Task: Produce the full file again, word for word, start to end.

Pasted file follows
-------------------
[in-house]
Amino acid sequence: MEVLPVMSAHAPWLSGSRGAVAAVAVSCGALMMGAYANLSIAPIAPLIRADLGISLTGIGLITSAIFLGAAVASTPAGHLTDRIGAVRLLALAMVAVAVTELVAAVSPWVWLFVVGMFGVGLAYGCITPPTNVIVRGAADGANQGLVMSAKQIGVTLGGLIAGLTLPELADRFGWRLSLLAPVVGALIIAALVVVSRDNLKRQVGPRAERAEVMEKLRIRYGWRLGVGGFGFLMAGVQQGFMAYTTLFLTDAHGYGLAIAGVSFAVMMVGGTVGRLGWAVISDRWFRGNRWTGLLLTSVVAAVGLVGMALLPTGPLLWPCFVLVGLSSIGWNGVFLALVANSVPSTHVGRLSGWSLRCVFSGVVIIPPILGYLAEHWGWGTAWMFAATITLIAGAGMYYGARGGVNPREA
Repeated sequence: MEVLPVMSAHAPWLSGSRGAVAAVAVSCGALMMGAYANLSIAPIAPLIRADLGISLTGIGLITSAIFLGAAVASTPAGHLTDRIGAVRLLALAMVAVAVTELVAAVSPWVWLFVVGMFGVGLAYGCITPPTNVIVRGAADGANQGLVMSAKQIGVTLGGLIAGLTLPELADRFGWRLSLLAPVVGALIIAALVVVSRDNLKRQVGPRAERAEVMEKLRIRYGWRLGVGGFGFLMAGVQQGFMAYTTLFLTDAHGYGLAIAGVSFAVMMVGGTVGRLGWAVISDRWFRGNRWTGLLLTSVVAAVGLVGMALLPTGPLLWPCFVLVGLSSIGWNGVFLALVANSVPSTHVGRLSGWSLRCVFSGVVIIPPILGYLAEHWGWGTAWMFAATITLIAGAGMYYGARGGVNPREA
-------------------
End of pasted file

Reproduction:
[in-house]
Amino acid sequence: MEVLPVMSAHAPWLSGSRGAVAAVAVSCGALMMGAYANLSIAPIAPLIRADLGISLTGIGLITSAIFLGAAVASTPAGHLTDRIGAVRLLALAMVAVAVTELVAAVSPWVWLFVVGMFGVGLAYGCITPPTNVIVRGAADGANQGLVMSAKQIGVTLGGLIAGLTLPELADRFGWRLSLLAPVVGALIIAALVVVSRDNLKRQVGPRAERAEVMEKLRIRYGWRLGVGGFGFLMAGVQQGFMAYTTLFLTDAHGYGLAIAGVSFAVMMVGGTVGRLGWAVISDRWFRGNRWTGLLLTSVVAAVGLVGMALLPTGPLLWPCFVLVGLSSIGWNGVFLALVANSVPSTHVGRLSGWSLRCVFSGVVIIPPILGYLAEHWGWGTAWMFAATITLIAGAGMYYGARGGVNPREA
Repeated sequence: MEVLPVMSAHAPWLSGSRGAVAAVAVSCGALMMGAYANLSIAPIAPLIRADLGISLTGIGLITSAIFLGAAVASTPAGHLTDRIGAVRLLALAMVAVAVTELVAAVSPWVWLFVVGMFGVGLAYGCITPPTNVIVRGAADGANQGLVMSAKQIGVTLGGLIAGLTLPELADRFGWRLSLLAPVVGALIIAALVVVSRDNLKRQVGPRAERAEVMEKLRIRYGWRLGVGGFGFLMAGVQQGFMAYTTLFLTDAHGYGLAIAGVSFAVMMVGGTVGRLGWAVISDRWFRGNRWTGLLLTSVVAAVGLVGMALLPTGPLLWPCFVLVGLSSIGWNGVFLALVANSVPSTHVGRLSGWSLRCVFSGVVIIPPILGYLAEHWGWGTAWMFAATITLIAGAGMYYGARGGVNPREA